(This story was produced with the support of Internews Philippines.)
PUERTO PRINCESA CITY―The island province of Palawan, dubbed as the country’s “last ecological frontier”, had been consistently embroiled with environmental issues.
At the center of the controversies were the southern towns of Narra and Brooke’s Point, in which both of its local chief executives were suspended from the office in the last 2019 term.
The environmental management, protection, and preservation is closely linked to local governance, which exercises discretion over exploitation of natural resources and development under their direct dominion.
As the campaign season for local polls began late March, the candidates’ track records were placed under public scrutiny as a litmus test of political will and capability to make decisions and stand by it.
Narra town, located approximately 98 kilometers south of Palawan’s capital, Puerto Princesa City, is known as the “rice granary” being the primary producer of rice in the province.
It is also one of the key biodiversity hotspots in the province where Rasa Island, a protected area, can be found― home to the largest population in the wild of the endemic and critically endangered Philippine cockatoo (Cacatua haematuropygia).
Farmer-turned-town mayor Gerandy Danao is among the most prominent local leader in the province. He had served 14 months of suspension from the office after the Palawan provincial board found him liable in several administrative charges in 2020.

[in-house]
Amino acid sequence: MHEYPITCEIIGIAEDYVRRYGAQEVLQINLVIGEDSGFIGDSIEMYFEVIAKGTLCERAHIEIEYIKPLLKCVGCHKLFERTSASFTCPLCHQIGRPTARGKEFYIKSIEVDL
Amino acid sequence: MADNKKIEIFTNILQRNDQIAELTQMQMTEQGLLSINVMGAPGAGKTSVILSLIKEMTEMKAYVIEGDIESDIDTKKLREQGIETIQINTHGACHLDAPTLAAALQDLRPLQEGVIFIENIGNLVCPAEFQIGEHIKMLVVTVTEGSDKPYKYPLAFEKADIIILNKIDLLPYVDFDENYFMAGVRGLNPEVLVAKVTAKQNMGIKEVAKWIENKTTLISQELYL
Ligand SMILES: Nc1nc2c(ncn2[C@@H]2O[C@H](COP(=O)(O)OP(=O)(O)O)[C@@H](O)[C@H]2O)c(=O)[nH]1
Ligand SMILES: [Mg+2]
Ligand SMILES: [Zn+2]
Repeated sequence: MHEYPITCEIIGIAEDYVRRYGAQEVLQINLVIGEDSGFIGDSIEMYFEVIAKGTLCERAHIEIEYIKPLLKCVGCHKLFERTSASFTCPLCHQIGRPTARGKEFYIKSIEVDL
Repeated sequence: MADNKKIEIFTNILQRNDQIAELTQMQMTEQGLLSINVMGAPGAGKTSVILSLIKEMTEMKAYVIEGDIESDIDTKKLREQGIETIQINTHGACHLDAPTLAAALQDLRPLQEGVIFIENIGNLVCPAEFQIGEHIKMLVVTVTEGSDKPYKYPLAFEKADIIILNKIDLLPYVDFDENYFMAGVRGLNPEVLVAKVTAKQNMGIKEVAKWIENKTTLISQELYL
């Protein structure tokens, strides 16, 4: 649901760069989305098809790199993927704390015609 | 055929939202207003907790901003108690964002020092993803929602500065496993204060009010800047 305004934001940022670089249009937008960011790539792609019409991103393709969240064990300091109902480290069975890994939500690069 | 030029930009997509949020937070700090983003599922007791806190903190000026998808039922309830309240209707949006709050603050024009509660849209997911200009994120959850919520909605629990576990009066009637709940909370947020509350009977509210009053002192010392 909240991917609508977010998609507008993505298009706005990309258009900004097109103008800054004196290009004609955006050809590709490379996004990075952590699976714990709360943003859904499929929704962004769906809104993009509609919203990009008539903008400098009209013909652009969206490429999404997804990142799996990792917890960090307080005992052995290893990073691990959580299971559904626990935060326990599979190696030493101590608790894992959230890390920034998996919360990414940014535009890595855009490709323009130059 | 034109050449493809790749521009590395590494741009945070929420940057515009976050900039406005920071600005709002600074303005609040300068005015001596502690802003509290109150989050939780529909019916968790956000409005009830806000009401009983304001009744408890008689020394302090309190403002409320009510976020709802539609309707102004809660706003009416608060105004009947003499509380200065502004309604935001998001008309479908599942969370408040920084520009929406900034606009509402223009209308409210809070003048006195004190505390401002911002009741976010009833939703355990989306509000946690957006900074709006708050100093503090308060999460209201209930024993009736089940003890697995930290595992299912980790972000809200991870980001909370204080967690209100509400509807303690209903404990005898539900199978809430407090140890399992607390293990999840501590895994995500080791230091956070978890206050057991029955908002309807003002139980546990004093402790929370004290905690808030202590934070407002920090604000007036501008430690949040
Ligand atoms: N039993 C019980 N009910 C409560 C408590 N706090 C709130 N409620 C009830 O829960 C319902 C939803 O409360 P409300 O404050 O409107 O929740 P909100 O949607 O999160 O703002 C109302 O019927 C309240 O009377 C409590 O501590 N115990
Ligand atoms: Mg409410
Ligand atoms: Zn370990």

Danao was suspended on May 25, 2020 and only returned to office on November 26, 2021 from conviction on administrative charges for grave misconduct, gross negligence, and conduct prejudicial to the interest of service filed against him by the Narra municipal council.
The cases linked to violation of Anti-Graft and Corrupt Practices Act which involved complaint for granting permit to operate a cockpit arena in the village of Antipuluan without permission of the municipal council; mismanagement of Narra Municipal Water System; and failure to submit the 2020 executive budget on time and failed to implement a municipal ordinance allocating funds intended for the COVID-19 response measure.
However, Danao maintained that his detractors merely used technicalities to oust him from the office after he openly challenged the provincial government’s development projects―mining and coal-fired power plant.
For Danao, the riff between him and the veteran politicians started as early as 2019 when he first assumed office―dismantling a 30-year hold of the Demaala political family.